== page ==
What's next for the entrepreneurs?
So, what’s next for the first ever Accelerate@Babraham ‘graduates’? Where do they see themselves in 12 months’ time?
Kalium Diagnostics: "We will have raised seed-funding, progressed our technology, achieved some key milestones and be fundraising for further investment to scale up."
Antiverse: "We would like to see ourselves in a position where we had a fully functioning, well performing model that is approved by our first customers."
VisusNano: "In a year's time, I would hope that all of the in vivo trials will have worked well and that we have a product that would shortly be entering the veterinary market in the UK. And we would have raised our next Series A round - that would be great."
Oppilotech: "Raise money! Continue to interact with established contacts."
QKINE: Aim higher. Find lab space – grow a great company!
SNPr: The main focus is securing funding. We will explore all relevant opportunities, such as engaging with potential investors and applying for Innovate UK funding.
Even though the official programme has now concluded, all participants have been offered an additional three months of mentoring and the opportunity to present at the next Babraham Investor Conference in May 2019.
Derek Jones, CEO of Babraham Bioscience Technologies, said: “I’m thrilled to see what the first group of Accelerate@Babraham trailblazers have achieved and how they have developed during the course of the programme. This is a learning experience for us too and we’re now looking forward to refining what we do to ensure we can build upon the success of this year’s accelerator for future cohorts. Being able to support life sciences ventures from concept through to company, providing space from a bench to a building, is a distinct feature of the campus.”
Dr Karolina Zapadka, business acceleration manager at Babraham Research Campus, said: “It’s been a pleasure to work with such innovative entrepreneurs. The people behind these ground-breaking start-ups are future life science pioneers and we share in their successes, which are also successes for the wider Campus, the Cambridge life sciences cluster and UK life sciences as a whole.
“I’d like to thank the incredibly experienced group of strategic partners, mentors and other individuals who have supported Accelerate@Babraham, giving generously of their time and expertise to help develop the life science ventures of the future.”
The Babraham Research Campus has announced that it will be running a second Accelerate@Babraham Competition in 2019. Watch this life science space...
Access to the communal laboratories at the Babraham Research Campus is not just limited to competition winners. Short-term access to laboratory and office facilities is also available to the wider life science community. To find out more visit babraham.com.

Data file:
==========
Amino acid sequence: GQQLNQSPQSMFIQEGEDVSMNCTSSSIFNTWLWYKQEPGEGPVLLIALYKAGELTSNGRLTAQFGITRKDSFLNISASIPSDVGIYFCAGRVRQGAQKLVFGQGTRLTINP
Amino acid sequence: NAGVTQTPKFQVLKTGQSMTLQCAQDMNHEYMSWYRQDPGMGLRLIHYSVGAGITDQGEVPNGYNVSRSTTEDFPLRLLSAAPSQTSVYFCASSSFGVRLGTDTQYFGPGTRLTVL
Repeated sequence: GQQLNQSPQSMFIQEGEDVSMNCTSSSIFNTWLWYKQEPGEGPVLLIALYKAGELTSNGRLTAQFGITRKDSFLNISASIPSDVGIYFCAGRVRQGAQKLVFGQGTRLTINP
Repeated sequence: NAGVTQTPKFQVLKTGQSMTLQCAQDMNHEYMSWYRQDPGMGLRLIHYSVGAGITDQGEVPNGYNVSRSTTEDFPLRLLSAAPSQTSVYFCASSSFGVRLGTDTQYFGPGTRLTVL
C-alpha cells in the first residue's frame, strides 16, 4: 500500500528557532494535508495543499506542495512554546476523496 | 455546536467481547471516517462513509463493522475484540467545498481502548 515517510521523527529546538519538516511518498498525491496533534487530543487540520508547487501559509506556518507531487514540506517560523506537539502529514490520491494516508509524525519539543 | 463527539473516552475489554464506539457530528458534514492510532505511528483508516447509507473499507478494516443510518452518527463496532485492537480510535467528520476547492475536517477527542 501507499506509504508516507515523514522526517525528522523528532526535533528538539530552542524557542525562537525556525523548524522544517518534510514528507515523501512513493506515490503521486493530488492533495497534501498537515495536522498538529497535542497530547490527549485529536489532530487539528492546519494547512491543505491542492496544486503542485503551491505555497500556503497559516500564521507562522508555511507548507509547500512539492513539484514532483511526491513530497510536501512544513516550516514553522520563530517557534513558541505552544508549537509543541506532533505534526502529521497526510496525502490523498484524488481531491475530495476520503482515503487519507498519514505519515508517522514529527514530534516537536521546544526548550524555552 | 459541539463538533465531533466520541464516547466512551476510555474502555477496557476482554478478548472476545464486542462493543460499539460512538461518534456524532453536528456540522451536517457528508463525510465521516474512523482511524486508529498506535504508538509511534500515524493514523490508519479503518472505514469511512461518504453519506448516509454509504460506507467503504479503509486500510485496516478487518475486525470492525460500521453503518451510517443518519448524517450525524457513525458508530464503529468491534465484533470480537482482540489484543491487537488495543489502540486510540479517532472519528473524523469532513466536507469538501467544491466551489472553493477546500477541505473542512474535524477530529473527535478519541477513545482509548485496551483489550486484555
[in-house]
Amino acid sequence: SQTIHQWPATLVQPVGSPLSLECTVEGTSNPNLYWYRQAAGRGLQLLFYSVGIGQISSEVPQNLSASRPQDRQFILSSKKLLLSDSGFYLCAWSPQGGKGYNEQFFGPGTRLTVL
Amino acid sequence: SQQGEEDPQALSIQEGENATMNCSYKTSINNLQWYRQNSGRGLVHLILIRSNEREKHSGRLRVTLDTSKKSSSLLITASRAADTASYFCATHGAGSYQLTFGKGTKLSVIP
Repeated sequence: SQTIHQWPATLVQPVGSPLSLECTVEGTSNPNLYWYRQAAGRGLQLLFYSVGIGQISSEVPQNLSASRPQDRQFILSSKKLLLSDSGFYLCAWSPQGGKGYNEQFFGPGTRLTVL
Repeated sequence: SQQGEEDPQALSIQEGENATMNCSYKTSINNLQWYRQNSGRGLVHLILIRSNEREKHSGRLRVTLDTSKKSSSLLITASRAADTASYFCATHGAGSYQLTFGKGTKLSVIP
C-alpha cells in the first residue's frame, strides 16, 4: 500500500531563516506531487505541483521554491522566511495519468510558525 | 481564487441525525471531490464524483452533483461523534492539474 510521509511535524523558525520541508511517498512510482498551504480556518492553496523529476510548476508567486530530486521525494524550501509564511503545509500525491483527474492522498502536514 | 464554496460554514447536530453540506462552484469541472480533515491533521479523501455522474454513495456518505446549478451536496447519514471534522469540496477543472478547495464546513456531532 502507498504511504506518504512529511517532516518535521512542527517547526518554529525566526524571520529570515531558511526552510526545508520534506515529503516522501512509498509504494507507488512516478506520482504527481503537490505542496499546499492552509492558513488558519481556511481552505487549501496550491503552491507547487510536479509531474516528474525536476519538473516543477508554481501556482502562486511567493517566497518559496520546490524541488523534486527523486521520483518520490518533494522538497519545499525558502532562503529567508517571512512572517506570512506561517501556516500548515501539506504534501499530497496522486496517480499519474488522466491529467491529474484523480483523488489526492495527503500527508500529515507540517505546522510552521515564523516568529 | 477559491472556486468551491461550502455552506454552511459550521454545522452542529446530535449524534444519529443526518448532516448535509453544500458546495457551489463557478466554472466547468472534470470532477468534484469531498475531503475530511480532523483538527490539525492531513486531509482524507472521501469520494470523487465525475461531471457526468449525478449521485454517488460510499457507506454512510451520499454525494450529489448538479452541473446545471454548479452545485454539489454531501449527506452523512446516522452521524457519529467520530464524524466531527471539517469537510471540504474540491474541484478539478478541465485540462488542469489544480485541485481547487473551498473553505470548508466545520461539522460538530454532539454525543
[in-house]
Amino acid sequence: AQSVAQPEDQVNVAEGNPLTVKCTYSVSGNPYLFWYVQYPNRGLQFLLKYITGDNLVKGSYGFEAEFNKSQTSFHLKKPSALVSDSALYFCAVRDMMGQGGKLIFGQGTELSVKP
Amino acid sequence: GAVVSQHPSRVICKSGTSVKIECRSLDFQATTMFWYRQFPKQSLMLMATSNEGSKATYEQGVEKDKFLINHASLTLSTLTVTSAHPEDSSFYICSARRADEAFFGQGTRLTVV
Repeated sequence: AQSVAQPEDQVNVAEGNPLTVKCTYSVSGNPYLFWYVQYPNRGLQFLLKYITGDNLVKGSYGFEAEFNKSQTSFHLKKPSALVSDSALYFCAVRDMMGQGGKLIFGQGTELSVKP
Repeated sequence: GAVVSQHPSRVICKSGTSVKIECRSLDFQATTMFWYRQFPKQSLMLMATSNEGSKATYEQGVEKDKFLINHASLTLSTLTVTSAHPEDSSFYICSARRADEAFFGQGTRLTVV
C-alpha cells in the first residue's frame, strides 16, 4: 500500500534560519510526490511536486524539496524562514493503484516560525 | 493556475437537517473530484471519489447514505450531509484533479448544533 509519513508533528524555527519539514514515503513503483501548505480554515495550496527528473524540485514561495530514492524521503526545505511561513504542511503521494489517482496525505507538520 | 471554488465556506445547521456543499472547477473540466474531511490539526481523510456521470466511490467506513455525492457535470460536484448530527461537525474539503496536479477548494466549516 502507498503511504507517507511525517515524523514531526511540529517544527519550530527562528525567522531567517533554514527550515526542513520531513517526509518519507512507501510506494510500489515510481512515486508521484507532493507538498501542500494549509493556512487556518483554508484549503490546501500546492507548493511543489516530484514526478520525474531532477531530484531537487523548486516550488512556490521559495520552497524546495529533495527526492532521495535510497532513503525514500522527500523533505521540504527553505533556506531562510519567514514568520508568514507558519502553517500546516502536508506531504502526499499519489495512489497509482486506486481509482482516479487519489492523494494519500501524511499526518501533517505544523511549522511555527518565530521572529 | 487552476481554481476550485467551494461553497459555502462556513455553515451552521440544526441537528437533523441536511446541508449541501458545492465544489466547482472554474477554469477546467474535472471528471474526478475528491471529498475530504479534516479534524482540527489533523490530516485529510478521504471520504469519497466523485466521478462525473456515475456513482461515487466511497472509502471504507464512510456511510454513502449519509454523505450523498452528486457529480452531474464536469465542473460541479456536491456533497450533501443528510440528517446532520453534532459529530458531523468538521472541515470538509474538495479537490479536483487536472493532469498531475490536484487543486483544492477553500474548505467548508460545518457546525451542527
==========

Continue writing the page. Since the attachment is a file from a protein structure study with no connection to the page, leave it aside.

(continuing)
The science behind the start-ups
Kalium Diagnostics: It uses blood potassium monitoring to help patients and reduce total healthcare costs. The venture, spun out of Cambridge University, brings together a team with world-class clinical, technological and product development expertise and won the One to Watch Award at the 2018 Cambridge Independent Science and Technology Awards.
Antiverse: It is building a world-first computational antibody drug discovery platform to predict antibody-antigen binding and provide antibody drug candidates in one day.
VisusNano: A privately held pre-clinical company, it is developing a drug-eluting intraocular lens implant for use in patients undergoing cataract surgery. By improving patient outcomes, obviating the need for eye drops after surgery, and avoiding the need for laser treatment after surgery, the project has the potential to revolutionise cataract surgery in both the human and veterinary markets.
Oppilotech: It is utilising systems biology and machine learning to build a computational model of cells. The company is initially focussing on bacteria. The model is utilised to find viable first-in-class drug targets. Oppilotech has four antibacterial drug discovery programmes derived from the model, which it intends to develop into the clinic.
QKINE: It is a manufacturer of high-quality growth factors for use in stem cell science and regenerative medicine applications. Spun-out from the University of Cambridge in 2016, it builds on expertise in protein purification and structural biology developed at the University and existing collaborations with the stem cell community to address the need for high quality growth factors.
SNPr: A spin-out of The Babraham Institute, SNPr’s platform links genomic variants in non-coding genomic regions to their target genes, holding the promise to unlock the full potential of existing genome-wide association study data.